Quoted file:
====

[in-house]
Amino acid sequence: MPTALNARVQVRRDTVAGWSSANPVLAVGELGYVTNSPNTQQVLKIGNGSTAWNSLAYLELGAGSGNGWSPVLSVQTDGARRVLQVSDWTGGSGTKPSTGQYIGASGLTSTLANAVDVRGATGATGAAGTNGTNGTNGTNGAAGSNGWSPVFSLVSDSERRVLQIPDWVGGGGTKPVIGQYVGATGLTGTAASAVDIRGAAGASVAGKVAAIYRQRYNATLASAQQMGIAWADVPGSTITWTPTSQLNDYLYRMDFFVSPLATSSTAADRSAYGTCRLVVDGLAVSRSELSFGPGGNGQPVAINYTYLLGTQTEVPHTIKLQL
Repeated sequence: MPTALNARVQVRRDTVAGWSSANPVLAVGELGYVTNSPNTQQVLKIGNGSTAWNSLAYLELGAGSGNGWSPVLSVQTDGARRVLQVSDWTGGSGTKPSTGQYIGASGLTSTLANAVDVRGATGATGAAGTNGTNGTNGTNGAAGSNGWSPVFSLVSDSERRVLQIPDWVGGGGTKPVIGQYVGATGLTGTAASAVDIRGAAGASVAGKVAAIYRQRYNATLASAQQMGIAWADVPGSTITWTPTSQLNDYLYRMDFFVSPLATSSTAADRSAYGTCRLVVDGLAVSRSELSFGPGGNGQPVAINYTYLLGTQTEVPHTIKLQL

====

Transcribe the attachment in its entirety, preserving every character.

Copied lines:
[in-house]
Amino acid sequence: MPTALNARVQVRRDTVAGWSSANPVLAVGELGYVTNSPNTQQVLKIGNGSTAWNSLAYLELGAGSGNGWSPVLSVQTDGARRVLQVSDWTGGSGTKPSTGQYIGASGLTSTLANAVDVRGATGATGAAGTNGTNGTNGTNGAAGSNGWSPVFSLVSDSERRVLQIPDWVGGGGTKPVIGQYVGATGLTGTAASAVDIRGAAGASVAGKVAAIYRQRYNATLASAQQMGIAWADVPGSTITWTPTSQLNDYLYRMDFFVSPLATSSTAADRSAYGTCRLVVDGLAVSRSELSFGPGGNGQPVAINYTYLLGTQTEVPHTIKLQL
Repeated sequence: MPTALNARVQVRRDTVAGWSSANPVLAVGELGYVTNSPNTQQVLKIGNGSTAWNSLAYLELGAGSGNGWSPVLSVQTDGARRVLQVSDWTGGSGTKPSTGQYIGASGLTSTLANAVDVRGATGATGAAGTNGTNGTNGTNGAAGSNGWSPVFSLVSDSERRVLQIPDWVGGGGTKPVIGQYVGATGLTGTAASAVDIRGAAGASVAGKVAAIYRQRYNATLASAQQMGIAWADVPGSTITWTPTSQLNDYLYRMDFFVSPLATSSTAADRSAYGTCRLVVDGLAVSRSELSFGPGGNGQPVAINYTYLLGTQTEVPHTIKLQL